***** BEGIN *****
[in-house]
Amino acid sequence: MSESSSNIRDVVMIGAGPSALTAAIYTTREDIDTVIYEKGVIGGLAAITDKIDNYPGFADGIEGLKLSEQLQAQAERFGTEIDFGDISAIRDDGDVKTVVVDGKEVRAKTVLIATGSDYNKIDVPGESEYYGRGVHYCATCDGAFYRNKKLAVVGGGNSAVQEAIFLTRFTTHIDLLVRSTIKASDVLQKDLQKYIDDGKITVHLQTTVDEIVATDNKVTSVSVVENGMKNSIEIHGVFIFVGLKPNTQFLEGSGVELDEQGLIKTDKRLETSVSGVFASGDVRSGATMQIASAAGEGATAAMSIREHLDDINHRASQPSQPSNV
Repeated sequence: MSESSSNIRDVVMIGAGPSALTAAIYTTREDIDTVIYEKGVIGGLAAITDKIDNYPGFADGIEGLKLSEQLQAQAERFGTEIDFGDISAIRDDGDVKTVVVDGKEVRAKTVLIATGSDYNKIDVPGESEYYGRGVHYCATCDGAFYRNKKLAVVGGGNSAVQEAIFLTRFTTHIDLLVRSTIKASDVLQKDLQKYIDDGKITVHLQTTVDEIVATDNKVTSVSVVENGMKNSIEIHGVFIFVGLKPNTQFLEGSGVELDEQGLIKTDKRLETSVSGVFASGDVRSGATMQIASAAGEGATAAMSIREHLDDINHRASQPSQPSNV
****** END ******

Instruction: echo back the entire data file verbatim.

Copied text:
[in-house]
Amino acid sequence: MSESSSNIRDVVMIGAGPSALTAAIYTTREDIDTVIYEKGVIGGLAAITDKIDNYPGFADGIEGLKLSEQLQAQAERFGTEIDFGDISAIRDDGDVKTVVVDGKEVRAKTVLIATGSDYNKIDVPGESEYYGRGVHYCATCDGAFYRNKKLAVVGGGNSAVQEAIFLTRFTTHIDLLVRSTIKASDVLQKDLQKYIDDGKITVHLQTTVDEIVATDNKVTSVSVVENGMKNSIEIHGVFIFVGLKPNTQFLEGSGVELDEQGLIKTDKRLETSVSGVFASGDVRSGATMQIASAAGEGATAAMSIREHLDDINHRASQPSQPSNV
Repeated sequence: MSESSSNIRDVVMIGAGPSALTAAIYTTREDIDTVIYEKGVIGGLAAITDKIDNYPGFADGIEGLKLSEQLQAQAERFGTEIDFGDISAIRDDGDVKTVVVDGKEVRAKTVLIATGSDYNKIDVPGESEYYGRGVHYCATCDGAFYRNKKLAVVGGGNSAVQEAIFLTRFTTHIDLLVRSTIKASDVLQKDLQKYIDDGKITVHLQTTVDEIVATDNKVTSVSVVENGMKNSIEIHGVFIFVGLKPNTQFLEGSGVELDEQGLIKTDKRLETSVSGVFASGDVRSGATMQIASAAGEGATAAMSIREHLDDINHRASQPSQPSNV